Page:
Traditional and ethnic diets were the rule prior to the introduction of modern processed foods. One of the longest living populations on earth, the Hunzas, subsist primarily on a raw foods diet, a diet rich in enzymes. Currently, work being done in Europe with raw food dieting in the treatment of chronic illnesses shows that patients with longstanding degenerative diseases are able to make remarkable recoveries. More recently the National Institute of Health released a study showing that eating smaller meals leads to a longer life. This suggests that our intrinsic enzyme production is better able to take care of smaller dietary loads than a larger intake of food.
What are enzymes?
Enzymes are complex protein molecules that are found in every cell throughout the body. Under the right conditions enzymes become activated (energized) and are capable of specific tasks such as energy production or exchange of oxygen and carbon dioxide when we breathe. The enzyme possesses special properties which are able to transfer energy to other molecules, thus making it easier for them to be produced and utilized by the body. This is similar to having a stack of dominos where one domino falls into another causing it to fall into another and so on until the whole stack has fallen. The energy of the first was transferred to the next and the next, making it easier for the next one to fall and move its neighbor.
Without enzymes, all bodily functions would require a longer period of time in order to occur. For example, the enzyme carbonic anhydrase, which catalyzes the conversion of carbon dioxide to carbonic acid and back again, will convert over 600,000 molecules of carbon dioxide in one second. Without this reaction, our red blood cells could not carry enough oxygen and we would not be able to perform simple tasks such as walk or run. The human body contains somewhere over 1300 different enzymes whose job it is to breakdown nutrients, rebuild cells and cause the body to function smoothly and disease free.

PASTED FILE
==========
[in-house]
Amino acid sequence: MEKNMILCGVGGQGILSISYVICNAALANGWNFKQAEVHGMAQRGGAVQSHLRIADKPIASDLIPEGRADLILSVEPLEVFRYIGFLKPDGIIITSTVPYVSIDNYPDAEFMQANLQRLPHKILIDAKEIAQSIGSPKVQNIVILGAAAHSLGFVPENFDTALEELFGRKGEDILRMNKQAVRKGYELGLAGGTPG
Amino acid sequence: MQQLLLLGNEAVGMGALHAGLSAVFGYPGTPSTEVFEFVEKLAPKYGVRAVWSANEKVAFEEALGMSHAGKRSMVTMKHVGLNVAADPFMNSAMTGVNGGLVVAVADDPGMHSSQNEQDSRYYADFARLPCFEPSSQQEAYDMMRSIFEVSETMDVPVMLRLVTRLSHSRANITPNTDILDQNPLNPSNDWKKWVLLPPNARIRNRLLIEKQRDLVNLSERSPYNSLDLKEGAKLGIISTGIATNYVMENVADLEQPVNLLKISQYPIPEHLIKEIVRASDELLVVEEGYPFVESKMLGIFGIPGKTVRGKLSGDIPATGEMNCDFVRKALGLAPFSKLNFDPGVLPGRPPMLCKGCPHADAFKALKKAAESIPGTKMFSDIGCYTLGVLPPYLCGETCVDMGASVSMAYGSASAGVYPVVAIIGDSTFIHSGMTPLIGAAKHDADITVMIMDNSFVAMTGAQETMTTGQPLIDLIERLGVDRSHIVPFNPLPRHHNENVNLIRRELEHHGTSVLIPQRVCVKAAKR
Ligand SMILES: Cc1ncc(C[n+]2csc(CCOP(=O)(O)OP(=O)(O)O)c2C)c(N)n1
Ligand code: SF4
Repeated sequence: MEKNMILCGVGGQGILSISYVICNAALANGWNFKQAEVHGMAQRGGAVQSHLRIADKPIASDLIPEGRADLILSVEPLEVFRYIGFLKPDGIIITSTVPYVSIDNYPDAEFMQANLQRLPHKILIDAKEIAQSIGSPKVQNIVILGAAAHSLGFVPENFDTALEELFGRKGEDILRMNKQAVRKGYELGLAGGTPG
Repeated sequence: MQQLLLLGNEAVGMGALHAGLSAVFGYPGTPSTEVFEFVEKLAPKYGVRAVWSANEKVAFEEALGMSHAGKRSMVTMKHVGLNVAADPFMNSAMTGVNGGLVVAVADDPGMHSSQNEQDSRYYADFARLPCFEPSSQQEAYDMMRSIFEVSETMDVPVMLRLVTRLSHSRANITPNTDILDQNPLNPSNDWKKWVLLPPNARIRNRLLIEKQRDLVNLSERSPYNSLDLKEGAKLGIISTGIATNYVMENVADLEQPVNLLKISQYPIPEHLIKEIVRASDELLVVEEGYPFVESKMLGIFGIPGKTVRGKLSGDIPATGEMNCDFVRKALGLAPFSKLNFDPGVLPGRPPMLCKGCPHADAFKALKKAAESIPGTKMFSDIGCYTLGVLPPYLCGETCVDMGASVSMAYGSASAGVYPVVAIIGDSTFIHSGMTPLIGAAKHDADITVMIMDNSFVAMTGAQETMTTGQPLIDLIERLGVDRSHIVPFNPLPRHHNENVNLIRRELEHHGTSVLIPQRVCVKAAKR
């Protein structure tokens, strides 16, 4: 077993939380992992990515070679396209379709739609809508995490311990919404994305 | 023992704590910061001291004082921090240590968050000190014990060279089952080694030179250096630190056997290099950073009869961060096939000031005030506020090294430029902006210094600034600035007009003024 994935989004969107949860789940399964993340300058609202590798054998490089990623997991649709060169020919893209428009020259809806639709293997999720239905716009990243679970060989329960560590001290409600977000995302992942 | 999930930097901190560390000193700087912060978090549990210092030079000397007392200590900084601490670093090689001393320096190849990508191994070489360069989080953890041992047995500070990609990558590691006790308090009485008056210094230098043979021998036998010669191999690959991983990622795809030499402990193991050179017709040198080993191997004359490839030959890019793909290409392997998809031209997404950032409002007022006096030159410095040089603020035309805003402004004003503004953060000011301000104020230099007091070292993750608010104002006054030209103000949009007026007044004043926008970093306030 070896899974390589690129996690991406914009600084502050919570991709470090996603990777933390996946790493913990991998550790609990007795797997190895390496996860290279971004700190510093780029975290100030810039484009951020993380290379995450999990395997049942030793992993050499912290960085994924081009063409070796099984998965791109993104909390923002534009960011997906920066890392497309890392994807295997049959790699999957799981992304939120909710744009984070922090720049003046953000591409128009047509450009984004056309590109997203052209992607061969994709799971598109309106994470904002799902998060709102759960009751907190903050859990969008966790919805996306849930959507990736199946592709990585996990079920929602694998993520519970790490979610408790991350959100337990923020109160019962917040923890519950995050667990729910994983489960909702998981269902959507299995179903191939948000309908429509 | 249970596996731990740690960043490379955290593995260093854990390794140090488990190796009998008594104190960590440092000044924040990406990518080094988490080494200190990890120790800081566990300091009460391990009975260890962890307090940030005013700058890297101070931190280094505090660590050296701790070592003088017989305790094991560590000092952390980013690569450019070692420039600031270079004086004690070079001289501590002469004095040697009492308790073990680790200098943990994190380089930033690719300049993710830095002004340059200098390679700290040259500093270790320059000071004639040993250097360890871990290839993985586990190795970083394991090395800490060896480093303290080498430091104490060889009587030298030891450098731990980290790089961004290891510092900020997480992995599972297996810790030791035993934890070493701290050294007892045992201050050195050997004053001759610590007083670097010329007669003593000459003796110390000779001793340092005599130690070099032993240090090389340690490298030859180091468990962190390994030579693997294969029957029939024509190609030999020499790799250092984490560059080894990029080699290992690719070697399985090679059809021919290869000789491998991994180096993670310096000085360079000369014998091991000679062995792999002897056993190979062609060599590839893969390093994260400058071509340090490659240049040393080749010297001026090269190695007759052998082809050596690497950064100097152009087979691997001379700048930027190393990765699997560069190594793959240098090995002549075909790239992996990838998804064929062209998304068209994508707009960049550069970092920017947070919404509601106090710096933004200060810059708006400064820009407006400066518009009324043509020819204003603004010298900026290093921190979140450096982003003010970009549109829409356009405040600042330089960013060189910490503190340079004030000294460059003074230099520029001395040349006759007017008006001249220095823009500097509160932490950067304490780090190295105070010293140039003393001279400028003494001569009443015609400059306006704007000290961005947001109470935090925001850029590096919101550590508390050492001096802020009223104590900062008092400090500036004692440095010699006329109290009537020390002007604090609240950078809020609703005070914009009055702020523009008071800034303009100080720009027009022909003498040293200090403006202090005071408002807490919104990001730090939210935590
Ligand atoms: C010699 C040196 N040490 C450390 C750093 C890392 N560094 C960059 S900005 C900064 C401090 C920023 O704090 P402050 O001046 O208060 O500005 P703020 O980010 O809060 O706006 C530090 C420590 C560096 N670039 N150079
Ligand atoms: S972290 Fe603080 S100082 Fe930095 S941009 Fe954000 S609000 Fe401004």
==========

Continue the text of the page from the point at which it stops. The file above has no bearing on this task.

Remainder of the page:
Enzymes act within different ranges of temperature and ph, depending upon their type and function. This means that certain enzymes will be working while others await the proper conditions such as a ph or temperature change to occur. When this happens, they become activated or “turned on,” and are able to transfer energy at a very fast rate. The same properties that will activate enzymes will also destroy them. In particular, they are affected by temperature. If you want to destroy an enzyme all you have to do is subject it to high temperatures such as that of a cook stove or microwave oven.
Enzymes and Digestion.
Most of what we know about enzymes relates to their function in the digestive system. The digestive system transforms food into energy for the body’s use by breaking down complex proteins, fats and carbohydrates into smaller, simpler and more useable forms. Without this transformation, digestion and assimilation of nutrients becomes more difficult. The human digestive system is truly a remarkable part of our bodies, especially when you consider how it has been over taxed and abused by excesses of processed foods and stimulants such as caffeine, soft drinks and alcohol which require a large energy input in order to be assimilated and used by the body.